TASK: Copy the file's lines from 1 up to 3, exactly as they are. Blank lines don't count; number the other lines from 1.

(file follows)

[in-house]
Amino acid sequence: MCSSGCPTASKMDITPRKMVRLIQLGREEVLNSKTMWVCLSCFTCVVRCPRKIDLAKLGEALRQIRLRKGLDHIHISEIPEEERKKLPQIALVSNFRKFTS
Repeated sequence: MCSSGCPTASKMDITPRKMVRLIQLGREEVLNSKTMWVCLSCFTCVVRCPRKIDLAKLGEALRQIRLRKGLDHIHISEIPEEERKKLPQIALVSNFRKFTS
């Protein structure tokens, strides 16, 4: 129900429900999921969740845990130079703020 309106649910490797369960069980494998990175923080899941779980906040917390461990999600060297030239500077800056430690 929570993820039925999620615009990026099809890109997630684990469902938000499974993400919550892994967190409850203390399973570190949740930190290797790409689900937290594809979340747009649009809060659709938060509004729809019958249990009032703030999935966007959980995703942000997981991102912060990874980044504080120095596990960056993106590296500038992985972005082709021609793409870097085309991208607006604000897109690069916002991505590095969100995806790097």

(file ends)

[in-house]
Amino acid sequence: MCSSGCPTASKMDITPRKMVRLIQLGREEVLNSKTMWVCLSCFTCVVRCPRKIDLAKLGEALRQIRLRKGLDHIHISEIPEEERKKLPQIALVSNFRKFTS
Repeated sequence: MCSSGCPTASKMDITPRKMVRLIQLGREEVLNSKTMWVCLSCFTCVVRCPRKIDLAKLGEALRQIRLRKGLDHIHISEIPEEERKKLPQIALVSNFRKFTS